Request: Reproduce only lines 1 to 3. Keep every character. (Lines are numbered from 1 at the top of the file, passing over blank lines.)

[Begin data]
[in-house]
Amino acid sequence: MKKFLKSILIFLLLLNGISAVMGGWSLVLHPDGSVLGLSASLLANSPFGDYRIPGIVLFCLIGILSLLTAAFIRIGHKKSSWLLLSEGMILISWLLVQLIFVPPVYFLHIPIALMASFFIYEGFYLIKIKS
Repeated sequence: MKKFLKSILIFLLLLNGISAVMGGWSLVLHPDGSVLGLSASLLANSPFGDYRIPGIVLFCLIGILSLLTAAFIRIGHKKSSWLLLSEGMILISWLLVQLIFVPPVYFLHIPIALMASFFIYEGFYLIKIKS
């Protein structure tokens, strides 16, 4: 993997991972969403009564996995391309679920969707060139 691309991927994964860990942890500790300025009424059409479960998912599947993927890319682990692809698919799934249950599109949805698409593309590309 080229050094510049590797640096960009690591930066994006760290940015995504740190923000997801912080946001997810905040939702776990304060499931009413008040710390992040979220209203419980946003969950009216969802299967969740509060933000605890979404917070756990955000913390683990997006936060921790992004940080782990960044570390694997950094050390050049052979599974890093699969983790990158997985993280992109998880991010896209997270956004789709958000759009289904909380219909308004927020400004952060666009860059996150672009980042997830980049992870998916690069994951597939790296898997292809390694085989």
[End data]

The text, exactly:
[in-house]
Amino acid sequence: MKKFLKSILIFLLLLNGISAVMGGWSLVLHPDGSVLGLSASLLANSPFGDYRIPGIVLFCLIGILSLLTAAFIRIGHKKSSWLLLSEGMILISWLLVQLIFVPPVYFLHIPIALMASFFIYEGFYLIKIKS
Repeated sequence: MKKFLKSILIFLLLLNGISAVMGGWSLVLHPDGSVLGLSASLLANSPFGDYRIPGIVLFCLIGILSLLTAAFIRIGHKKSSWLLLSEGMILISWLLVQLIFVPPVYFLHIPIALMASFFIYEGFYLIKIKS